Sales of Optional Maintenance Contracts Are Now Subject to Sales Tax in Indiana

Tuesday, April 9th, 2013


For the second time in three months, the Indiana Department of Revenue (DOR) has updated a sales tax information bulletin addressing sales of maintenance and warranty contracts. Ind. Sales Tax Info. Bull. No. 2 (Dept. of Revenue Aug. 2013). Taken together, these bulletins announce and clarify that the DOR has changed its position on the sales tax treatment of optional maintenance contracts and optional warranty contracts.

Prior to these bulletins, the DOR's position had been that sales of both optional maintenance contracts and optional warranty contracts were not subject to tax. But, the DOR has changed that position. Now, the DOR considers sales of most optional maintenance agreements to be taxable bundled transactions, while sales of optional warranty contracts remain not subject to sales tax because they are sales of non-taxable services. The key to this change in policy is that the DOR now distinguishes between maintenance contracts and warranty contracts, when, prior to these bulletins, the DOR made no such distinction.

In the updated bulletins, the DOR explains that a maintenance contract is an agreement in which "both the customer and the service provider are aware at the time the contract is executed that consumable items will be provided under the contract." Additionally, in a maintenance contract, the taxable items provided under the contract are more than de minimis compared to the cost of the contract. In contrast, the DOR explained that a warranty contract acts like insurance against future potential repair costs and includes extended service contracts. So, under a warranty contract, "neither the seller nor the purchaser is certain at the time the contract is signed whether any tangible personal property will be provided under the terms of the contract." Unlike a maintenance contract, the replacement of consumable items is not included under a warranty contract.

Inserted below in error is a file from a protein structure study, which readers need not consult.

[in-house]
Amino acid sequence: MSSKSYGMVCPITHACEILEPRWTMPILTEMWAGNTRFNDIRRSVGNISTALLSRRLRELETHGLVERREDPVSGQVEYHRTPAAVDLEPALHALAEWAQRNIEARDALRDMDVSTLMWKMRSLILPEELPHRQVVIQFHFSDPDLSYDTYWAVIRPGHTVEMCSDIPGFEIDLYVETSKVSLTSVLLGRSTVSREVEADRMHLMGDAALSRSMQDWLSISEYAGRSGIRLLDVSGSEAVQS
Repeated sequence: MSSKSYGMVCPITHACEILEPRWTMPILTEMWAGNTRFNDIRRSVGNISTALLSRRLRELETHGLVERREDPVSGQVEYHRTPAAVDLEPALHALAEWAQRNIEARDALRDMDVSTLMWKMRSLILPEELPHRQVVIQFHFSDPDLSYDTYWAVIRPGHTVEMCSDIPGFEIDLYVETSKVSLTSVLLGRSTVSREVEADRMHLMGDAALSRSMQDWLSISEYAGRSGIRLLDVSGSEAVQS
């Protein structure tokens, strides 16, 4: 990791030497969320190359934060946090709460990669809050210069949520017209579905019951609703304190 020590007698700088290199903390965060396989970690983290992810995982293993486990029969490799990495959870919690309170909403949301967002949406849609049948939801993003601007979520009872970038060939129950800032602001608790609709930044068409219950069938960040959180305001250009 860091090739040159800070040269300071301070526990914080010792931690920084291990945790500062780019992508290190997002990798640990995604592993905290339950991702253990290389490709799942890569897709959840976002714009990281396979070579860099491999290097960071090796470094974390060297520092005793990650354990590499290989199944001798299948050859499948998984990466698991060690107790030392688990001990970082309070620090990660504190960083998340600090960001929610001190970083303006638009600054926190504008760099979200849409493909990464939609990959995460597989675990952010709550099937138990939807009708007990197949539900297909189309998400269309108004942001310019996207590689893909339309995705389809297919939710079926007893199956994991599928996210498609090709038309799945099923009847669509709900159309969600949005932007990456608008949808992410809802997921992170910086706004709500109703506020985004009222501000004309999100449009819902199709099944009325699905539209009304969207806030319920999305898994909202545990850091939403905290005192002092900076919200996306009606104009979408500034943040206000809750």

The DOR determined that maintenance agreements are bundled transactions because they combine two or more distinct and identifiable products such as repair labor, general services (like cleaning or inspection), replacement parts, and consumable items. Thus, as bundled transactions, maintenance agreements are subject to tax. On the other hand, warranty contracts do "not include the sale of two or more products because . . . there may never be any parts or services provided to the customer." Therefore, warranty contracts are not bundled transactions and are not subject to sales tax.

In sum, Indiana taxes sales of optional maintenance contracts--those that provide repair and replacement parts and consumable items at no additional cost. But, warranty contracts that cover future unexpected repair costs and do not include consumable items needed to maintain the equipment are not subject to sales tax in Indiana.

Also, this change in interpretation does not affect computer software maintenance contracts because they are specifically addressed in Ind. Code sec.6-2.5-4-17. That statute imposes tax on the sale of a computer software maintenance contract to provide future updates or upgrades to computer software.

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